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Why Most Training Programs Fail!

Do you know what the most confusing aspect of training is? It's actually training. There are so many different types of training programs out there, some being good and others being, well, down right bad. We will have a quick look at the most popular!

Do you know what the most confusing aspect of training is? It's actually training. There are so many different types of training programs out there, some being good and others being, well, down right bad. We will have a quick look at the most popular types and you can decide which is best for you.

Most Popular Types Of Training


    This was a type of training, which was really popular in the 80's. The idea was that you would pre-fatigue the muscle with an isolation exercise before you would use a compound exercise, believing that the compound exercise would then have more effect.

    This is not the case. We now know that overload is what achieves increases in muscle mass and strength, so why deliberately reduce the amount of overload you can get.

    Also, it can be very dangerous. In pre-competition, many old time bodybuilders believed more reps equaled greater definition. Look at legs for instance. They would do set after set of leg extension before moving to squats. This pre-fatiguing would greatly reduce their strength, not to mention balance and focus. Imaging if you fell over doing a squat - get the picture.

Super Slow Reps

    Another popular style is super slow training. Many believe that a slow contraction will create a better 'mind-muscle' connection, leading to better development. In reality, going super slow just limits the weight you can use. This type of training just increases Lactic Acid production, a limiting factor when you are after Muscular Hypertrophy (increases in size).

    The proper cadence to use when training is a rep speed, which YOU can control both in the concentric and eccentric part of the rep. Generally, a 2 sec up, 3-4 sec down, works best.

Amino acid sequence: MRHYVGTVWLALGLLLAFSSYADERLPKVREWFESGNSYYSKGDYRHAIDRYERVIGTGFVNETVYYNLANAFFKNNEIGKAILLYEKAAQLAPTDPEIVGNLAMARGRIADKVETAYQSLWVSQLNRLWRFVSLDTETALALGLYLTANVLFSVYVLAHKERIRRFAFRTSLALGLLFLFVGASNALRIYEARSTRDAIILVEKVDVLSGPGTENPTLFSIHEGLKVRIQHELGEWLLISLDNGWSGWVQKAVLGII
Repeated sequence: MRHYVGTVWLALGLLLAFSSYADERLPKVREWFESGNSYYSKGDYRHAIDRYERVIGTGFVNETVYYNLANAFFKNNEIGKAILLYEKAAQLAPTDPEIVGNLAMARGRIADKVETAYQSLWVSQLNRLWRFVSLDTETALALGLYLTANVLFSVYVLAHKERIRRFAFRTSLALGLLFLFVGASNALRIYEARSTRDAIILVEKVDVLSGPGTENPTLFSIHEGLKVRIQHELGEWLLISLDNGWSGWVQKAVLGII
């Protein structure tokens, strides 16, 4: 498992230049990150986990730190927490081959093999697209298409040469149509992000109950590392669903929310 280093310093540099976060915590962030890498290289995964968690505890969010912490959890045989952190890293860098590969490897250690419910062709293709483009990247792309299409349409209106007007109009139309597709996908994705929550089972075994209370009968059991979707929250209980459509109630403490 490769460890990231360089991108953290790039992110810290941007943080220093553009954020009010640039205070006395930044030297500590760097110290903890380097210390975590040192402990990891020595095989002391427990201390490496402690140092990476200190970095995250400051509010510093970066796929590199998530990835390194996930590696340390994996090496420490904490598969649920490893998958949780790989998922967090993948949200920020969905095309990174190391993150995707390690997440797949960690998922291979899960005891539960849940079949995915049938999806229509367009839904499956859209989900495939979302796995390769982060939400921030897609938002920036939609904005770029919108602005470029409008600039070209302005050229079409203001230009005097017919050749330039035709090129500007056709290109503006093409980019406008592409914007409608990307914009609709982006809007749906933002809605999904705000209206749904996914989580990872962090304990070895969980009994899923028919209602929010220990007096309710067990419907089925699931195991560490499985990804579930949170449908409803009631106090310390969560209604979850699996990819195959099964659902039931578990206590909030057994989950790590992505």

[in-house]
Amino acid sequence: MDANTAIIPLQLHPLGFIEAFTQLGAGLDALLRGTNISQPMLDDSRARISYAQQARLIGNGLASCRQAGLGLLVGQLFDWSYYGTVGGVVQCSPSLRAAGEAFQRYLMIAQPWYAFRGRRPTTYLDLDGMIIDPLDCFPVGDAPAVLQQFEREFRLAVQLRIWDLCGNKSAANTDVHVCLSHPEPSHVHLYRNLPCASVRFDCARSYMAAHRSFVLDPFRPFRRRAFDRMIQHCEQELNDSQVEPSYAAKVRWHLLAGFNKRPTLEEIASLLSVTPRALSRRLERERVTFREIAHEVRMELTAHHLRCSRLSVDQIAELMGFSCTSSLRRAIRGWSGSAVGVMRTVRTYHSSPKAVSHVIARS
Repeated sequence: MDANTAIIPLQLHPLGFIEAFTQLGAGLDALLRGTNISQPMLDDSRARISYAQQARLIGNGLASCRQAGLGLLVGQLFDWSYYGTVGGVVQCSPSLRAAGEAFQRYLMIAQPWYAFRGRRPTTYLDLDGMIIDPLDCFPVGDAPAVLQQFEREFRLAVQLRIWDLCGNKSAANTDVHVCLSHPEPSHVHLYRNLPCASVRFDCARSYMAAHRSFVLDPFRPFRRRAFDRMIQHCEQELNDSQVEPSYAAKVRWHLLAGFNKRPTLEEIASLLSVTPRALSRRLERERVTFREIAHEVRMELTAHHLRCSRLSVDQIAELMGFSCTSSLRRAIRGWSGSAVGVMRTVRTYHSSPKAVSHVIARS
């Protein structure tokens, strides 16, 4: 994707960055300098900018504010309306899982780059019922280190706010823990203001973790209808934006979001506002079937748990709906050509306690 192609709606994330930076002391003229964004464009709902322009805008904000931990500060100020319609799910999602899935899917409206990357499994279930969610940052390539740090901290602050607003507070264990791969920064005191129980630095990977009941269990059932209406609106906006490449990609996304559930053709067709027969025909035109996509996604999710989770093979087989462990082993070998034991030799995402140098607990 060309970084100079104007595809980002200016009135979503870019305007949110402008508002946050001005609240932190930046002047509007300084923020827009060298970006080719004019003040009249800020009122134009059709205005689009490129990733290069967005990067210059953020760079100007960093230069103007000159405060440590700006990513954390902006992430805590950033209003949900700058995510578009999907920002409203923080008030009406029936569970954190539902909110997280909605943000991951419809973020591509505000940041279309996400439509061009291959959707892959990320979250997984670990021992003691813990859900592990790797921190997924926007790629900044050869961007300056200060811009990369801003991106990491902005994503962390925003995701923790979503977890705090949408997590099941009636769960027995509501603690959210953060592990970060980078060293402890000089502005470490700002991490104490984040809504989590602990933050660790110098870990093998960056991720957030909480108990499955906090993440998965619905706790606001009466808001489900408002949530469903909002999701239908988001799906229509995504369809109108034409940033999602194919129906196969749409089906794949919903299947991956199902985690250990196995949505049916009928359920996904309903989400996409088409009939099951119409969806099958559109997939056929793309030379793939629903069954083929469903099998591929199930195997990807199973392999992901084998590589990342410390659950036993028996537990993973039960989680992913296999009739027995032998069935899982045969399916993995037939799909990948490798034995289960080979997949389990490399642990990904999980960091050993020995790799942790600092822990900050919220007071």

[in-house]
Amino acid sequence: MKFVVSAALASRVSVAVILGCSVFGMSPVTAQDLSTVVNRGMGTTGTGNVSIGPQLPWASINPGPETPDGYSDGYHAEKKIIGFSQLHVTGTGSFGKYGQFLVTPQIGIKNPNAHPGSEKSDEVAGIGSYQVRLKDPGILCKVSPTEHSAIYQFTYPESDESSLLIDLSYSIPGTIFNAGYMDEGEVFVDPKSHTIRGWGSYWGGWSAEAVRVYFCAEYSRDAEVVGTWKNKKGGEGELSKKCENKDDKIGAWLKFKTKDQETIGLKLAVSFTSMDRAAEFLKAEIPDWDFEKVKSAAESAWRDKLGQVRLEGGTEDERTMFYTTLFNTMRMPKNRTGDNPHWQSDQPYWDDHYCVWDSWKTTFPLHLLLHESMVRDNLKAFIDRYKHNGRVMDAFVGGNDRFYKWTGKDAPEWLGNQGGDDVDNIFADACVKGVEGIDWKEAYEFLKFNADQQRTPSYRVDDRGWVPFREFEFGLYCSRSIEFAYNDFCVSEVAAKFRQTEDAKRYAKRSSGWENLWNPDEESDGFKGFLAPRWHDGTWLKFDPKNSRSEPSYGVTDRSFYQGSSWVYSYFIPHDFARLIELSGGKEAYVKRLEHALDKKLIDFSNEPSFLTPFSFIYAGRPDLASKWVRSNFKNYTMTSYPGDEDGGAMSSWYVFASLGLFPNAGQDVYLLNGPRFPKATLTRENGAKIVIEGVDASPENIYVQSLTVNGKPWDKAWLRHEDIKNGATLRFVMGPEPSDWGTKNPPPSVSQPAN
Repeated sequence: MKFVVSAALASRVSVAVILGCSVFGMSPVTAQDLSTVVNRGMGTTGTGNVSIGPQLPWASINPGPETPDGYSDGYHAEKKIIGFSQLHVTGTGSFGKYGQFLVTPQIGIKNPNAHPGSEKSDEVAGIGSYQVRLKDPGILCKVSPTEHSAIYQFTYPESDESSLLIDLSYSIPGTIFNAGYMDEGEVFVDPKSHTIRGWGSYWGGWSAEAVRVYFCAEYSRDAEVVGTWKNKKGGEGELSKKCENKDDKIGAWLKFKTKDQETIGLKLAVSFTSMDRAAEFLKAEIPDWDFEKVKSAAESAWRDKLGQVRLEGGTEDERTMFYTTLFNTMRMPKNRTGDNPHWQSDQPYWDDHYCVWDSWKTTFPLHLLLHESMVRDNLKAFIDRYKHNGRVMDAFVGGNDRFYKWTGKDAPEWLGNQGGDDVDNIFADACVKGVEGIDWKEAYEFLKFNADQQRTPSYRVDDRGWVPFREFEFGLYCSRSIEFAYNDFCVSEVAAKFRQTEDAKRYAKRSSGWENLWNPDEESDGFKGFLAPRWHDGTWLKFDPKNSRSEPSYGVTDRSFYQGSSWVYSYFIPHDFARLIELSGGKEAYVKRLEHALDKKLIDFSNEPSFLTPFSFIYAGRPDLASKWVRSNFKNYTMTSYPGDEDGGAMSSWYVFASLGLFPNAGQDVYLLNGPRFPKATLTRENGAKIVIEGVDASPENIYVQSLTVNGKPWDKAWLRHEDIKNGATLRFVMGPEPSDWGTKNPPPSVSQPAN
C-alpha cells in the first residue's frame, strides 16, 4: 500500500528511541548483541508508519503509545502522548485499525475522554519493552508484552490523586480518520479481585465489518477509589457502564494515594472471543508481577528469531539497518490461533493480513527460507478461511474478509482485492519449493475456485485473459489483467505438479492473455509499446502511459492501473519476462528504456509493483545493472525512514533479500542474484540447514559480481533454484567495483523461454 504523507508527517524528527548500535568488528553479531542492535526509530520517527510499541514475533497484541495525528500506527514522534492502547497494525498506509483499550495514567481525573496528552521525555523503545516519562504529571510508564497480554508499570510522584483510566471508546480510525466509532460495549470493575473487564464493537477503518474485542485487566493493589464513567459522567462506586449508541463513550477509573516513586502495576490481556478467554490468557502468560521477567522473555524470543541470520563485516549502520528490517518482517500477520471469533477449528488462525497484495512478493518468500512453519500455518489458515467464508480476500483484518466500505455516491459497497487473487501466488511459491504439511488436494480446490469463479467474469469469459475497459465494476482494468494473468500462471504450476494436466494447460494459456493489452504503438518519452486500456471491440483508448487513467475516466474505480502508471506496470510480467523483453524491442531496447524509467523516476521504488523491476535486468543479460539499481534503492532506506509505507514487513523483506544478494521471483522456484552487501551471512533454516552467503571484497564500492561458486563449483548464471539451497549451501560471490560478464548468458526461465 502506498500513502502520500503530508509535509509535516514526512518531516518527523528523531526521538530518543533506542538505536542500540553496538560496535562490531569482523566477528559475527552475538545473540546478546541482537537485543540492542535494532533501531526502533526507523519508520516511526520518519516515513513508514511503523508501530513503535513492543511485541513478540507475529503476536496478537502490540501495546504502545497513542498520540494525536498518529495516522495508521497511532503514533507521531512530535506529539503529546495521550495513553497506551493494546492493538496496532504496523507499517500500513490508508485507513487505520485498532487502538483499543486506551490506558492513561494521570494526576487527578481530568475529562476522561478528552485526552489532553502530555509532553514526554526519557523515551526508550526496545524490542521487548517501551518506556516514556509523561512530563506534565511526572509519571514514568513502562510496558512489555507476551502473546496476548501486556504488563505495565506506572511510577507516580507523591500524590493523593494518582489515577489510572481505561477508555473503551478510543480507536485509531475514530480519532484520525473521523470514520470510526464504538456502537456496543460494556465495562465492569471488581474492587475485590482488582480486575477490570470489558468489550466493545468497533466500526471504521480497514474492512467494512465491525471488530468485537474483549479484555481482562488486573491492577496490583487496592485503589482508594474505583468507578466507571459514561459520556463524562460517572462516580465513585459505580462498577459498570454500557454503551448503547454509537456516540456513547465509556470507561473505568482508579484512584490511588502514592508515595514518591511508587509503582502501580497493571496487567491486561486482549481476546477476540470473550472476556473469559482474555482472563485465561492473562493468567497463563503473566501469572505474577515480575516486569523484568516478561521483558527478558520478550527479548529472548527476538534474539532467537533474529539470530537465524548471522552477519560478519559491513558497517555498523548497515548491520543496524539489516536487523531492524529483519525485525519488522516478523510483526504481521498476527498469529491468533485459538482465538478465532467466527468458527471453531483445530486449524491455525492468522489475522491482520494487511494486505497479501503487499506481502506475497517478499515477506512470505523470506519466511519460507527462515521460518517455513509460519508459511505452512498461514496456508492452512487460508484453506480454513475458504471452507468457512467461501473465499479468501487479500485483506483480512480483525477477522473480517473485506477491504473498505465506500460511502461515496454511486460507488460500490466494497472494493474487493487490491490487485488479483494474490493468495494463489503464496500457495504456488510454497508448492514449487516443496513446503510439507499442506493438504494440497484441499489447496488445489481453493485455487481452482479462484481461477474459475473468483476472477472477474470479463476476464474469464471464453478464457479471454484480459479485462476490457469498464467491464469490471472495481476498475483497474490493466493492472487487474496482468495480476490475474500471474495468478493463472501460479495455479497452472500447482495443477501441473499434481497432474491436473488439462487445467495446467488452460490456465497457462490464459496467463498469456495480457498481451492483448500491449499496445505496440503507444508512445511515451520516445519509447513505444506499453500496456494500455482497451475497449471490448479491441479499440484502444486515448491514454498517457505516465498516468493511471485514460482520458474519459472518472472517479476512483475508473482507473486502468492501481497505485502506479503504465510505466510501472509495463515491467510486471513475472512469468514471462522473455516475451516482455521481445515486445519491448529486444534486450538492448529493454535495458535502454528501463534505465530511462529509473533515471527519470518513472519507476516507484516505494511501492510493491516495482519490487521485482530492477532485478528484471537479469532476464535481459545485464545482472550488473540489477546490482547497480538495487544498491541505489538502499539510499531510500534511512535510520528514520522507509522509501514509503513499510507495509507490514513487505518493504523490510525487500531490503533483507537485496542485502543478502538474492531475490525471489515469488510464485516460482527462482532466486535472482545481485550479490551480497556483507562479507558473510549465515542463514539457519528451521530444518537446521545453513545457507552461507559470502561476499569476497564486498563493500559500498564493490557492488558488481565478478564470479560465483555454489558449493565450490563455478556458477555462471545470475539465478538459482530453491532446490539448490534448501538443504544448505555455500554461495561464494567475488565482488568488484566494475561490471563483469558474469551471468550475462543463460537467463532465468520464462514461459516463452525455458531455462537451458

Drop Sets

    Drop sets are a favorite among hard training athletes. It means that you select a weight that you can go to absolute failure with, then reduce the weight so you can do more reps. As a result it is believed to produce more results. Well it doesn't always work like that.

    By dropping the weight, you are actually extending the set over a longer period of time, therefore changing it from an Anaerobic to an Aerobic exercise. It is the anaerobic work, which produces the greatest results, so it's better to end the set at the 6th rep.

Forced Reps

    Forced reps follow a similar line to that of drop sets, except instead of reducing the load, your training partner gives you a hand to get it up. Unfortunately, the same results are produced, even though you think you are working harder. Say you are doing a bench with 100kg and you fail ½ way up on the last rep. Your partner gives you just enough to finish the rep.

    This is when you end the set as you have reached overload. When you go again and your spotter has to assist more, this interaction actually reduces the weight on the bar; therefore LESS stress is going through the intended muscle, even though you are working harder. See what I am getting at. Go to absolute muscular failure, but not beyond.


    This was another popular method of training in the 80's. This was also called instinctive training. Many so-called "guru's" said that they had like a 6th sense when it came to training and they knew exactly what to train on what day.

    They also never decided what body part they would train until they got to the gym, always trying to confuse the body. Well this just doesn't work. Weight training is not an instinctive activity. To reach your goals, you need a detailed plan and course of action; otherwise you will just waste your time.

    How do you expect to get great results in 1 year, when you don't even know what part of the body you will train this afternoon. Also, you cannot confuse the body. As soon as you get to the gym and say "I am training legs", your body knows what you are training. All actions come from the mind so don't get confused over your training.